Childhood Disorders

‘Mule hi deva gharchi phule’, one of the famous Marathi proverbs meaning- children are flowers from God’s own home. It expresses the emotions towards kids very accurately. As parents we find every child as a beautiful and delicate flower which we want to protect from every thorn. However, some things are out of our control e.g. developmental disorders in children which are inherited genetically, caused due to trauma during the term of pregnancy or caused after the birth of the infant. Following are few of the disorders which are largely observed in children:

Autism Spectrum Disorder:

The causal factors of ASD are not specific. It can be anything from genetic to any environmental trauma caused during infancy. It’s key symptom comprises of social impairments involving lack of interaction with others, inability to make and sustain conversation, lack of emotional expressions and gesture, repetitive behavior (verbal or physical), sensory disintegration, and so forth.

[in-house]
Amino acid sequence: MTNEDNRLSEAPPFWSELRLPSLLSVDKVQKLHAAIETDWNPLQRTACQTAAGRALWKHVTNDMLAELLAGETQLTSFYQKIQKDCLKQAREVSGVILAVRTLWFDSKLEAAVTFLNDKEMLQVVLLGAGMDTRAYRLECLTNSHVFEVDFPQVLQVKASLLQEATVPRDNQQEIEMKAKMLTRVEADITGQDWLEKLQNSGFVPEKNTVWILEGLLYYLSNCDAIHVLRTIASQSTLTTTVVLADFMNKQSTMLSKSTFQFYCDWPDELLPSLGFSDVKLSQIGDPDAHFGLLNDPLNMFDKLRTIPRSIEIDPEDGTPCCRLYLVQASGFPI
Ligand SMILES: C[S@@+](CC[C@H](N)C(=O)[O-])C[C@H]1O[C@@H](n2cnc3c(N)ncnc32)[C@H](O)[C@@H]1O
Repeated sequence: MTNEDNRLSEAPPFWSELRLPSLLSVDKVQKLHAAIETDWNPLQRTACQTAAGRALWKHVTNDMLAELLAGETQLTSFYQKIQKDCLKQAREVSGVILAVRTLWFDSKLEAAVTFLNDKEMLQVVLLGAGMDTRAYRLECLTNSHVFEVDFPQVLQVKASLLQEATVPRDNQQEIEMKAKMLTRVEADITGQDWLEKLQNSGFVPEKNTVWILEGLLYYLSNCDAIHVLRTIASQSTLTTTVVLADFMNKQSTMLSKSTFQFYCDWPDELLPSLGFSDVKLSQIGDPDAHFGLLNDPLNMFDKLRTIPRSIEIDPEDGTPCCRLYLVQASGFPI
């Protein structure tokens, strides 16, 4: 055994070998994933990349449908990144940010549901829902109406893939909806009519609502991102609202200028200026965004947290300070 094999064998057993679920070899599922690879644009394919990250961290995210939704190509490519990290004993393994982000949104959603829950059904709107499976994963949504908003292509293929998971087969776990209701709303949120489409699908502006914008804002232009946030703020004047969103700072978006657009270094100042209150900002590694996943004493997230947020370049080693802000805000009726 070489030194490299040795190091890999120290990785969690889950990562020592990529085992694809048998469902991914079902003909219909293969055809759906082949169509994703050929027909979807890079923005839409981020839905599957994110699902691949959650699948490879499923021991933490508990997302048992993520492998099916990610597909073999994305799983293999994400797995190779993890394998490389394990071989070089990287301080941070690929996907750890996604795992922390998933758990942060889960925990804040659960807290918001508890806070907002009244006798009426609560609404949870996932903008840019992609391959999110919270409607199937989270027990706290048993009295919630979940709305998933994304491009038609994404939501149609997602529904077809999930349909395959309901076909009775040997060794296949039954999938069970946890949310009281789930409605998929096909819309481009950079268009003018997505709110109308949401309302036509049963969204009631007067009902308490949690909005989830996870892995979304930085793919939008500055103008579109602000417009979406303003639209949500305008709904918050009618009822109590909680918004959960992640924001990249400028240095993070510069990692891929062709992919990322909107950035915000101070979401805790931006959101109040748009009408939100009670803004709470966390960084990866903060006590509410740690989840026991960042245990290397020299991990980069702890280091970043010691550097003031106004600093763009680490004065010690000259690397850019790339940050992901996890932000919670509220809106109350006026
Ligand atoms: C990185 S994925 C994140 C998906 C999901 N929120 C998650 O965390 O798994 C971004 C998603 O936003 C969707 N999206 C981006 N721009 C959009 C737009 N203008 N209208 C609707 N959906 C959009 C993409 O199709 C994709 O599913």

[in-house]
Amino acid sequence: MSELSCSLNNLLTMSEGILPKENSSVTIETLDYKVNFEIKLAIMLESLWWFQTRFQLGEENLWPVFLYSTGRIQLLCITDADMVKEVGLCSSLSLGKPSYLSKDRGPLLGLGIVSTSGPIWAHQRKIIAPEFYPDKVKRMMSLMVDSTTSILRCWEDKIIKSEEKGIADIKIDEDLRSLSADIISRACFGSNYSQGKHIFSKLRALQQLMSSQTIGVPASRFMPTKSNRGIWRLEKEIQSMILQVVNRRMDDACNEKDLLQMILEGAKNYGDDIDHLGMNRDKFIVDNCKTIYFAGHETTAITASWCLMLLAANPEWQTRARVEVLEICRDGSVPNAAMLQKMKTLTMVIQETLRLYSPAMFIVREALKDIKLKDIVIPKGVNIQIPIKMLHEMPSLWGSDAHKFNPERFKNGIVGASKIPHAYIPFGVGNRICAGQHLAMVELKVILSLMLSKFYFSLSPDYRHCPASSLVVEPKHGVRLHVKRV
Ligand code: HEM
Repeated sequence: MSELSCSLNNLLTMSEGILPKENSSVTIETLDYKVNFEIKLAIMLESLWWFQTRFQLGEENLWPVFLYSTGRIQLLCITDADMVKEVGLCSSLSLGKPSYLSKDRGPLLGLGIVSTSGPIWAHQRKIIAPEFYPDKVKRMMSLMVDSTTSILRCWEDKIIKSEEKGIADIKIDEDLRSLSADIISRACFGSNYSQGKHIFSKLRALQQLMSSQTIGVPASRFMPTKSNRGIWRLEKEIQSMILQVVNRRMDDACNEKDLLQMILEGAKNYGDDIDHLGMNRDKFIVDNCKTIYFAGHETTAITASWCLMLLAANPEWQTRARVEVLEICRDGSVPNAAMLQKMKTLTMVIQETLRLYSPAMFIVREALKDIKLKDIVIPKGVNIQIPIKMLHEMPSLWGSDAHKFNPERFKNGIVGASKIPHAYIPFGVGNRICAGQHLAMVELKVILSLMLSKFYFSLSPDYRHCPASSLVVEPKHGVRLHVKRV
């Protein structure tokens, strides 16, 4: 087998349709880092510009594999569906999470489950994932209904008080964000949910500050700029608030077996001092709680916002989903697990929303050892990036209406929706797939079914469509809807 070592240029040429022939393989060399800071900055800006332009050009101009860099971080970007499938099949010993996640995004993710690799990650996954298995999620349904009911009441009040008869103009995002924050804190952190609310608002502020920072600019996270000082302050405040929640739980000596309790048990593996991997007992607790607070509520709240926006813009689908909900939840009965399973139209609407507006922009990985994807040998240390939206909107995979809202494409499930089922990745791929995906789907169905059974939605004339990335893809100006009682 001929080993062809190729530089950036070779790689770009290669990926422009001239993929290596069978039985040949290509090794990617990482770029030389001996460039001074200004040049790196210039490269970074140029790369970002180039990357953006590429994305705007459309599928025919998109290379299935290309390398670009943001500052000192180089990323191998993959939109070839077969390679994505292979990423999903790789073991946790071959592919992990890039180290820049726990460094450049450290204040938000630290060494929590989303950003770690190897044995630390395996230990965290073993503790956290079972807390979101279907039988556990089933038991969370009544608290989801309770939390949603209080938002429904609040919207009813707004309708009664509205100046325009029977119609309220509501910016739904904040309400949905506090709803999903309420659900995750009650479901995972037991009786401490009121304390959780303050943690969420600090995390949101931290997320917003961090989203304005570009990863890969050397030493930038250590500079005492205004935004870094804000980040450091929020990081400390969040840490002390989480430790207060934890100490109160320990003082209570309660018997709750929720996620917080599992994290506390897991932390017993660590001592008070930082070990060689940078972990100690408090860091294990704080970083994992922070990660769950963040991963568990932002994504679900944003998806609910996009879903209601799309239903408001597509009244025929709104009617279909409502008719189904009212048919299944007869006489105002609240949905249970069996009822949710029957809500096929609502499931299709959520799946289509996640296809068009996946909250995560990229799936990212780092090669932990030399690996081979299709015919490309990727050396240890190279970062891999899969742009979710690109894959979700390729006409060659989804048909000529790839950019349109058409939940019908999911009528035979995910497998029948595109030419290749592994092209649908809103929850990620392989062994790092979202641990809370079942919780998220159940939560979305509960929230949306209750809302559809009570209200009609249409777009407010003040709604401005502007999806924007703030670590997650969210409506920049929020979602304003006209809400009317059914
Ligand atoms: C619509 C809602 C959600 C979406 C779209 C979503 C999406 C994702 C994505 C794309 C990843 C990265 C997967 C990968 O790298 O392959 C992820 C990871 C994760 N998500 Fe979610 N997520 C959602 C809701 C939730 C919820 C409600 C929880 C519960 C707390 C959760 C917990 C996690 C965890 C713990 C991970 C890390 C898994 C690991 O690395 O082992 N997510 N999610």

Attention Deficit- Hyperactivity Disorder (ADHD):

ADHD is a neuro developmental disorder which causes hyperactivity, inattentiveness and impulsiveness in children. The child will persistently show bouts of inattention in daily activities, excessive motor activity, fidgeting, tapping, or hasty actions and so on.

Intellectual Disability:

This refers to difficulty in intellectual and adaptive functioning in conceptual, social and practical domains. It ranges from mild, moderate, severe and profound. Depending on the severity level their abilities to perform daily activities differ. In simple words, this refers to children whose IQ scores tend to be lower than average.

Down’s Syndrome:

It is a genetic disorder caused due to presence of all or part of third copy of chromosome 21. There is no cure for Down Syndrome. Education and proper care have been shown to improve quality of life. It can be identified during pregnancy though pre-natal screening.

To diagnose the child with either of the above mentioned disorders one has to undergo an assessment procedure and then a specified plan can be laid down to them which may include counseling, occupational therapy, speech therapy and many more.

The important thing is to realise that a diagnosis of any of the above need not be the end of the world. Today, there are many interventions, management programmes, and remedial plans available to help integrate children with developmental disorders into the mainstream of society. Hence, it is important that if such a problem exists, as parents, we aim for early identification, so that intervention can start early.

Ms. Nupoor Karnik
Counseling Psychologist

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